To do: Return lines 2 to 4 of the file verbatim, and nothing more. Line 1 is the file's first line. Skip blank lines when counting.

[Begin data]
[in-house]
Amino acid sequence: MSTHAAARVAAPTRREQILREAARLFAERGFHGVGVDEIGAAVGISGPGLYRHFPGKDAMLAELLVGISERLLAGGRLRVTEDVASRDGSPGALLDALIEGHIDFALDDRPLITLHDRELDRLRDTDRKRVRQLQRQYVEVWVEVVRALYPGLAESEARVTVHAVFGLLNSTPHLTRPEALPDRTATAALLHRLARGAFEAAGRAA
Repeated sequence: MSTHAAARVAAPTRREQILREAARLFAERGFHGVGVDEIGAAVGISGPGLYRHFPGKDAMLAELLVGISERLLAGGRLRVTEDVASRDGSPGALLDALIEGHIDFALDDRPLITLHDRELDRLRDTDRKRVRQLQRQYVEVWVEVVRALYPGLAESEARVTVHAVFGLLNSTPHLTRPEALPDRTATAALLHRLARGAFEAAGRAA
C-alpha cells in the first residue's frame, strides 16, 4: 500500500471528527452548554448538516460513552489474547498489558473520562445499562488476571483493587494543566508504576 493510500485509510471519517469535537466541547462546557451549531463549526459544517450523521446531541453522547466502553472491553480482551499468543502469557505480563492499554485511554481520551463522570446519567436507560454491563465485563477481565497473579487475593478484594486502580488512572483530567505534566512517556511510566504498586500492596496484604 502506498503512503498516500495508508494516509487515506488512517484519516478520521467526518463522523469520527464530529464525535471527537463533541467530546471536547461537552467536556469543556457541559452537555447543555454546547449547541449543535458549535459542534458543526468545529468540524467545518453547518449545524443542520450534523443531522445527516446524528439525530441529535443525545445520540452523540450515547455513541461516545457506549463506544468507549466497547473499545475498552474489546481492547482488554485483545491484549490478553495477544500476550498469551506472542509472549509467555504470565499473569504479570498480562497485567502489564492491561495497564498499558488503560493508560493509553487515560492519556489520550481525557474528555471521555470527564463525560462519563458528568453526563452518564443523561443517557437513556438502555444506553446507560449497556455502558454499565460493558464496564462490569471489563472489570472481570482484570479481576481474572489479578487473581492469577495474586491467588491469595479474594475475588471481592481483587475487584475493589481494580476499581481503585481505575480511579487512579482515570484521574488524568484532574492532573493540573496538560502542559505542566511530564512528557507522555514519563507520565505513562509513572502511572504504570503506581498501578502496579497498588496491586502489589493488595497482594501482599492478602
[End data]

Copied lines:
Amino acid sequence: MSTHAAARVAAPTRREQILREAARLFAERGFHGVGVDEIGAAVGISGPGLYRHFPGKDAMLAELLVGISERLLAGGRLRVTEDVASRDGSPGALLDALIEGHIDFALDDRPLITLHDRELDRLRDTDRKRVRQLQRQYVEVWVEVVRALYPGLAESEARVTVHAVFGLLNSTPHLTRPEALPDRTATAALLHRLARGAFEAAGRAA
Repeated sequence: MSTHAAARVAAPTRREQILREAARLFAERGFHGVGVDEIGAAVGISGPGLYRHFPGKDAMLAELLVGISERLLAGGRLRVTEDVASRDGSPGALLDALIEGHIDFALDDRPLITLHDRELDRLRDTDRKRVRQLQRQYVEVWVEVVRALYPGLAESEARVTVHAVFGLLNSTPHLTRPEALPDRTATAALLHRLARGAFEAAGRAA
C-alpha cells in the first residue's frame, strides 16, 4: 500500500471528527452548554448538516460513552489474547498489558473520562445499562488476571483493587494543566508504576 493510500485509510471519517469535537466541547462546557451549531463549526459544517450523521446531541453522547466502553472491553480482551499468543502469557505480563492499554485511554481520551463522570446519567436507560454491563465485563477481565497473579487475593478484594486502580488512572483530567505534566512517556511510566504498586500492596496484604 502506498503512503498516500495508508494516509487515506488512517484519516478520521467526518463522523469520527464530529464525535471527537463533541467530546471536547461537552467536556469543556457541559452537555447543555454546547449547541449543535458549535459542534458543526468545529468540524467545518453547518449545524443542520450534523443531522445527516446524528439525530441529535443525545445520540452523540450515547455513541461516545457506549463506544468507549466497547473499545475498552474489546481492547482488554485483545491484549490478553495477544500476550498469551506472542509472549509467555504470565499473569504479570498480562497485567502489564492491561495497564498499558488503560493508560493509553487515560492519556489520550481525557474528555471521555470527564463525560462519563458528568453526563452518564443523561443517557437513556438502555444506553446507560449497556455502558454499565460493558464496564462490569471489563472489570472481570482484570479481576481474572489479578487473581492469577495474586491467588491469595479474594475475588471481592481483587475487584475493589481494580476499581481503585481505575480511579487512579482515570484521574488524568484532574492532573493540573496538560502542559505542566511530564512528557507522555514519563507520565505513562509513572502511572504504570503506581498501578502496579497498588496491586502489589493488595497482594501482599492478602